I am programming my Mr Basic with Mr Basic moron driver. I use a Picaxe 28x1. It is a very basic setup indeed, with a small servo carrying a sharp IR distance sensor.
After reading many pages of manuals and LMR and example code of other victims, I ran into a wall. It's the dreaded "PWM and servopos don't mix" wall on picaxes.
I understand from all the frustrated posts on LMR that the valid workaround would be to not mix pwm and servo commands. Use one after the other, but never simultaneously. That's were I fail. How do I switch off a servo signal or pwm signal?
My current code makes a PWM signal and the servo responds to it. The electrical signal is not to blame. Noisy as it might be. When I delete the servo commands from my code, but leave everything plugged in (servo, sharp, driver), the servo stops jittering.
I tried to bring the servopin low, to bring the pwm pin low, but neither is stopping the timer issue. Should I force the timer to OFF in between commands? Should my uC take a very short "nap"? Is there an official answer here at all?
Hi Rik,Quote: How do I
Quote: How do I switch off a pwm signal?
Picaxe manual 2, page 140:
“This command is different to most other BASIC commands in that the pwmout
runs continuously (in the background) until another pwmout command is sent.”
“To stop pwmout on a pin it is necessary to isssue a ‘pwmout pin, off’ command.”
Thanks Markus. Could I have missed that because I was (at the time) reading an old version of the manual? I will investigate. I’d love to blame someone else.
If I could do the same to a servo(pos) command, I’d be 100% helped.
You don’t need to switch off
You don’t need to switch off a servo(pos) command. Any other timer command like pause should stop the servo(pos) command. Just add a line with pause 500 for instance. If you still have problems, please post the part of your code, which makes trouble
Is that true for any timer-related command? Because my servo keeps jittering as soon as my pwm kicks in.
I’ll try to replicate the effect with as little code as possible. This may take a week or more. Madrid is gonna distract me from robots, I guess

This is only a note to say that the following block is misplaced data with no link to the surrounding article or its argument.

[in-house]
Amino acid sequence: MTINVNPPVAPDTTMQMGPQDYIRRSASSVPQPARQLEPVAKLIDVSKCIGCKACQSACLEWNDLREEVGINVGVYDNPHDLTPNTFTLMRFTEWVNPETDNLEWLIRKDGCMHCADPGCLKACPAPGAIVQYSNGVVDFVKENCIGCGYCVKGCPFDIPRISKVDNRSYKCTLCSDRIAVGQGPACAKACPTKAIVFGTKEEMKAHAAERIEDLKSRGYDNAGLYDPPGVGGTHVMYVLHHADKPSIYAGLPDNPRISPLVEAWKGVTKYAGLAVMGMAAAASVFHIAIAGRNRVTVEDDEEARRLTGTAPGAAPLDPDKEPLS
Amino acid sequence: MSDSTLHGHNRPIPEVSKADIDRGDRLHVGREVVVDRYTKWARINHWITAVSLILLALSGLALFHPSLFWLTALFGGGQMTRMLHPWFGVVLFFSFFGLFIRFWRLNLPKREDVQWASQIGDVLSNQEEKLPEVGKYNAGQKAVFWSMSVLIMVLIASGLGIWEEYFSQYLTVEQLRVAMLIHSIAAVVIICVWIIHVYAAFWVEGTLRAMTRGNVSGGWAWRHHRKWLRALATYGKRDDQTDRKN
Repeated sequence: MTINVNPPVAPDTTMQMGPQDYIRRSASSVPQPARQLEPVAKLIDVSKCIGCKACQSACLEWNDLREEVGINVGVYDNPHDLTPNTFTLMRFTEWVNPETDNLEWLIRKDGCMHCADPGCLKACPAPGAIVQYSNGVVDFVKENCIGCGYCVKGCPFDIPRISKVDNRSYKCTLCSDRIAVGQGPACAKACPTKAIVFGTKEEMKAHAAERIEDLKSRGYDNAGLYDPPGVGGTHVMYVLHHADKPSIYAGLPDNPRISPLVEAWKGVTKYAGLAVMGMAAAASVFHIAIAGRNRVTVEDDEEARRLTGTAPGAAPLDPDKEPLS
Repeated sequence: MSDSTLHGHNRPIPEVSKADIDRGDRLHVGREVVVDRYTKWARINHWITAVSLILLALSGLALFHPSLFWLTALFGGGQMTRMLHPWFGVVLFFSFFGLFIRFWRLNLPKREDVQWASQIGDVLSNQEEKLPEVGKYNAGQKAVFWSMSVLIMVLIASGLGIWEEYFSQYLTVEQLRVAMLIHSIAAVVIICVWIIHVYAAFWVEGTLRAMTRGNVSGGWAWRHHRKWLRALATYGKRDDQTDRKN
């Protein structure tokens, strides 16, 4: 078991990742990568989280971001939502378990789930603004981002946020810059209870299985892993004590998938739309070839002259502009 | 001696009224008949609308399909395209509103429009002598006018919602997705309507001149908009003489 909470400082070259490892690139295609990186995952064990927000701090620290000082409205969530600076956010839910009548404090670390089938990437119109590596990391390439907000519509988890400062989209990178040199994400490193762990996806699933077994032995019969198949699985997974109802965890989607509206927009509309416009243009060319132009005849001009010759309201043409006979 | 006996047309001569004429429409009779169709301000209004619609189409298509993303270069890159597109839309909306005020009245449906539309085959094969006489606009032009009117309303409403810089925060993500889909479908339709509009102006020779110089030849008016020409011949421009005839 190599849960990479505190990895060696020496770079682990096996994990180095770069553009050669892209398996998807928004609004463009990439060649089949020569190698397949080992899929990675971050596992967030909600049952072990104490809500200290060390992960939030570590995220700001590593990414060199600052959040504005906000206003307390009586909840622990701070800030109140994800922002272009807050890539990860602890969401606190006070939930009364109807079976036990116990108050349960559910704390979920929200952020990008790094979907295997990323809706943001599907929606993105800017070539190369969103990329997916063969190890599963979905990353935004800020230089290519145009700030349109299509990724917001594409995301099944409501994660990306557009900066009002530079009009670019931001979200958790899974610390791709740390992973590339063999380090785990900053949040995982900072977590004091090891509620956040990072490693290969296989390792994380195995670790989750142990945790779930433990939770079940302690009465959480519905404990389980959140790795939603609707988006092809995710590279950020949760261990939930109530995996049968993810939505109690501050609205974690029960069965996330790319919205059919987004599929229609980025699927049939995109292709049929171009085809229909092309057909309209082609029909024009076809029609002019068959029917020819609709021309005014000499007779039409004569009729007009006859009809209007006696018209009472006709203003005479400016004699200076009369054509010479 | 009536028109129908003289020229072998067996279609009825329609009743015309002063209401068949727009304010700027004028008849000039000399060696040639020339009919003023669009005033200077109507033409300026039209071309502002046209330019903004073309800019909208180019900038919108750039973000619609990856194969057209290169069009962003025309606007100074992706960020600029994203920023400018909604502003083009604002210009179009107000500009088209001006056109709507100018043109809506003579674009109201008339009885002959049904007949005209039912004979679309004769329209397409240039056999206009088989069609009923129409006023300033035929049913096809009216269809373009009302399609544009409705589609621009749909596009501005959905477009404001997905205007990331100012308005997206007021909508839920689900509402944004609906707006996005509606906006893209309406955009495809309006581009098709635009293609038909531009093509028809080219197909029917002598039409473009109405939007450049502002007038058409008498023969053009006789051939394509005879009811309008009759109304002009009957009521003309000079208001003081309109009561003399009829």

Hi Rik,You mean, the servo
You mean, the servo begin to jitter as soon as you start any pmw command even there is no temporary servo command? Then electrical noise could be a possibility, but you had already put this out of the question.
I ruled out noise, I think, by plugging the servo to the board, NOT issueing any servo commands => still jitter.
Removing PWM from code clears this up. This places the blame with PWM, I think.
But I still need to isolate this when my head is fresh again. Or sun burned. Whatever.
Is the PWM pin connected to anything? If so; the noise may be some sort of signal spillover outside the 28X1. you might try running the code with PWM but without connecting anything to the PWM pin(s)
Anyway. All the timer related stuff in the picaxe kept giving me unexpected behavior, when combined with other timer related functions. So I swore to only use dedicated PicAxes for PWM and dedicated Picaxes to control servos.
Hi Rik,But do you drive any
But do you drive any motors during PWM and plugged in servo? I ask to terminate if not the motors cause some electrical noise during PWM.
Good point by Michiel and Markus
No I had not tried removing the electrical load from the PWM pins yet. That would be a good experiment!
Too bad my experimental board requires a soldering iron to remove those wires. That’s probably why I had not thought about it yet.
Dedicated PWM chips
I am starting to understand how people would give up and just throw an extra 08M at the problem. This has been frustrating as hell so far. I am kennelijk a newbie at this picaxe timer stuff. So I started out fresh.
It would be so nice to be able to say “I recommend an extra IC for PWM because the valid workaround is such a hack”. But without a proper valid workaround, all I can say now is: “Just give up before you get frustrated, like I did.”.
And Chris the Carpenter.
Don’t be frustrated, that’s
Don’t be frustrated, that’s part of electronics
Let’s start to determinate, if electrical noise is the problem. If not, then we try to work on the program. Keep a second chip as last solution
**This just in **
For future reference (by me mostly): Nuumio confirms: a “low pin” will stop a servopos command on that pin.